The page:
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Old 14-02-2016, 20:54   #31
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Re: Cleaning S/S water tanks

To cut a port, use a Saws-All reciprocating saw with speed control. The blade will get hot at full speed and SS tends to build up on cutting edges with heat. You could cut dry and stay slow or speed it up and use water to cool the blade. Once the port is cut, use a shop vac to remove the chips. Maybe you can find one of those Stainless magnets. If you place the port over the lowest part of the tank, the chips can be flushed to your pick-up point. You can buy suitable gasket materials & sealer from McMaster Carr. Our tanks have studs welded to the top so the ports fit over the studs. If your tanks are thick enough you can tap the holes. Consider tapped holes with hex bolts inserted from inside so the heads are tight to the inside of the tank.
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Old 15-02-2016, 00:29   #32
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Re: Cleaning S/S water tanks

From Article: Selection of stainless steels for handling chlorine (Cl2) and chlorine dioxide (ClO2)

Chlorine as a sterlizing or sanitising agent

When using chlorine as a sterilizer or sanitiser in contact with 316 type stainless steel items, a maximum of 15-20 ppm (mg/lt) 'free' chlorine is suggested, for maximum times of 24 hours, followed by a thorough chlorine free water flush.
As with any additions, thorough dilution around the injection point is important to avoid localised 'over-concentration' problems.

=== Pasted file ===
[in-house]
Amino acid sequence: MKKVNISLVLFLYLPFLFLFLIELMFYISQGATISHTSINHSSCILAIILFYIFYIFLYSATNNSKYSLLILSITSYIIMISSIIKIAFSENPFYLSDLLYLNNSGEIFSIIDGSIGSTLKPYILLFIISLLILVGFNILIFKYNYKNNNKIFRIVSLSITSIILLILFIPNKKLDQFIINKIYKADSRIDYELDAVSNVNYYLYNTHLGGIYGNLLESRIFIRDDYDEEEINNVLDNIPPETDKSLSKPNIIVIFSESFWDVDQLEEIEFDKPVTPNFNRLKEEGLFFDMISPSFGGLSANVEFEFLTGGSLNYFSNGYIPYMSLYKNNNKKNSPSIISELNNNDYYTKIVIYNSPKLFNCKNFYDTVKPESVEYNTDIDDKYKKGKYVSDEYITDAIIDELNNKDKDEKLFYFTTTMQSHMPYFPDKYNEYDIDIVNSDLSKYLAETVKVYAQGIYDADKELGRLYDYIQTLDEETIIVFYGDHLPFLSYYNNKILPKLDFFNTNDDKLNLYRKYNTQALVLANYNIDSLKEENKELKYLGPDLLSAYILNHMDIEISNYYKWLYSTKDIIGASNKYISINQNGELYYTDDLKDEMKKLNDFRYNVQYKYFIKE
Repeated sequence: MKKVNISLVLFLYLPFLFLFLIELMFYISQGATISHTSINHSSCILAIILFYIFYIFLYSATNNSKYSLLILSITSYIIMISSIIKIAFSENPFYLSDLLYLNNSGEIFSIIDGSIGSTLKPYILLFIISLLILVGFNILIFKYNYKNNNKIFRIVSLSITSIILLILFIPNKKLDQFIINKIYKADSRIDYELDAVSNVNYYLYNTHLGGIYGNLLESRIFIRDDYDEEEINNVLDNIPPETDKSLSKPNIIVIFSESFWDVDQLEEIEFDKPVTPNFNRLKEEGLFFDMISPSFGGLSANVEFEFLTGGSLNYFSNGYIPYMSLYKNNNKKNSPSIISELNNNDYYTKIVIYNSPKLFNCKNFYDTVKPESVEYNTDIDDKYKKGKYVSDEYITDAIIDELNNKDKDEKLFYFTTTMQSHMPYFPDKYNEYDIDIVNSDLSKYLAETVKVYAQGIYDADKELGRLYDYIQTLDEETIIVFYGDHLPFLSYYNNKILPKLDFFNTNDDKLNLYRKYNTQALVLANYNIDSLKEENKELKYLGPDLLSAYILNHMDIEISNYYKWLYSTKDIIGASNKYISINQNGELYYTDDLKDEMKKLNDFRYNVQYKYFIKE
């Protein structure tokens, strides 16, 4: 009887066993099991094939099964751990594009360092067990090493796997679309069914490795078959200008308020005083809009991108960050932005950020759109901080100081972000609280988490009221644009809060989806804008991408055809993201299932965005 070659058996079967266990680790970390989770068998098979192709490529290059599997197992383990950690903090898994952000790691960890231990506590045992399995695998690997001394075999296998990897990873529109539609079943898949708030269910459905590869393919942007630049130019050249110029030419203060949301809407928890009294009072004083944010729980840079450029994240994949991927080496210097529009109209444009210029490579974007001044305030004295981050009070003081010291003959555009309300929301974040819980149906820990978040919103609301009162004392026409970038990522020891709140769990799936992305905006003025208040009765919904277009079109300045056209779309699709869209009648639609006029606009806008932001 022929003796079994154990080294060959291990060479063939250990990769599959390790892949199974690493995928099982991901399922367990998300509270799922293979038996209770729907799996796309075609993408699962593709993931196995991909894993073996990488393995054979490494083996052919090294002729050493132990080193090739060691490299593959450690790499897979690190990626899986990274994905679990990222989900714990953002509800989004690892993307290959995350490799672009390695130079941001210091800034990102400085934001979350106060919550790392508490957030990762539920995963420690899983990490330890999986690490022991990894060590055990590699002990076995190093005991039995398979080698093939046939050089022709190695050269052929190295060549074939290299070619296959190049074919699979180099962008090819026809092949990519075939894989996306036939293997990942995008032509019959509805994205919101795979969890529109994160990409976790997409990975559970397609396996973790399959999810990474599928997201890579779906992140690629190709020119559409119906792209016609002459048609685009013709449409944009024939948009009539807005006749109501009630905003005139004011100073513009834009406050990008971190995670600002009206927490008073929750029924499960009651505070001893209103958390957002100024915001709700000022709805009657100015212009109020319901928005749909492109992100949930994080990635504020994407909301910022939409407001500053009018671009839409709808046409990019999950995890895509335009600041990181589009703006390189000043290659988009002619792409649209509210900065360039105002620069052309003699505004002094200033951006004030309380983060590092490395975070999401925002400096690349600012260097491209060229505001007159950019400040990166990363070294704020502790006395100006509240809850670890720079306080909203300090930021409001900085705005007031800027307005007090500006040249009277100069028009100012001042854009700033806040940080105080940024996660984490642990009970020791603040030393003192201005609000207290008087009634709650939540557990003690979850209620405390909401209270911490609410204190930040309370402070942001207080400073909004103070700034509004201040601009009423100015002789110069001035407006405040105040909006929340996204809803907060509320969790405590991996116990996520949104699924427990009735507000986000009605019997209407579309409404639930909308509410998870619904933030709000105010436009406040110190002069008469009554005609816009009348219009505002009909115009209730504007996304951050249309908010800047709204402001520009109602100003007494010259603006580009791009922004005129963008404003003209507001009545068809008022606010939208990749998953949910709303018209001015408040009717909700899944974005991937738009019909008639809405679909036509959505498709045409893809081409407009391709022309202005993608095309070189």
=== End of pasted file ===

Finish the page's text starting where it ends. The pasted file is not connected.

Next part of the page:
Residual chlorine levels in waters of 2ppm maximum for 304 and 5ppm for 316 types should not normally be considered a crevice corrosion hazard.
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Old 17-02-2016, 02:20   #33
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Re: Cleaning S/S water tanks

Quote:
Originally Posted by dlymn View Post
From Article: Selection of stainless steels for handling chlorine (Cl2) and chlorine dioxide (ClO2)

Chlorine as a sterlizing or sanitising agent

When using chlorine as a sterilizer or sanitiser in contact with 316 type stainless steel items, a maximum of 15-20 ppm (mg/lt) 'free' chlorine is suggested, for maximum times of 24 hours, followed by a thorough chlorine free water flush.
As with any additions, thorough dilution around the injection point is important to avoid localised 'over-concentration' problems.

Residual chlorine levels in waters of 2ppm maximum for 304 and 5ppm for 316 types should not normally be considered a crevice corrosion hazard.
1) Due consideration needs to be given, to the reality that reports and recommendations originating with vested interests groups (e.g. the British Stainless Steel Association), need to be accompanied by very large doses of both salt and skepticism.

2) Qualities of stainless steel (and there are very many substandard qualities of stainless steel on the market today, along with even deliberate mislabeling e.g. with rigging wire, and this for uses that can very much get people killed, if inadequate products are supplied) in different environments at different temperatures, can potentially affect performance.

3) Uniform Attack is a far more serious issue, than crevice corrosion (though it can kick that off or contribute to it too), and it might be considered rather disingenuous, and motives questioned, for pretending that 'all is ok' as regards Uniform Attack, when things 'might' (or might not - and 'suggestions' and 'not normally' are not guarantees to customers) be ok with certain concentrations with regards to 'crevice corrosion'.

The 'crevice corrosion' Apples are bad enough, but we are talking the big stinky rotten Watermelon (not Oranges), with Uniform Attack.

Make sense?
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Old 17-02-2016, 08:11   #34
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Re: Cleaning S/S water tanks

So, what is one of use to clean/sanitize stainless steel water tanks?

See more @ redemptiverepair.com
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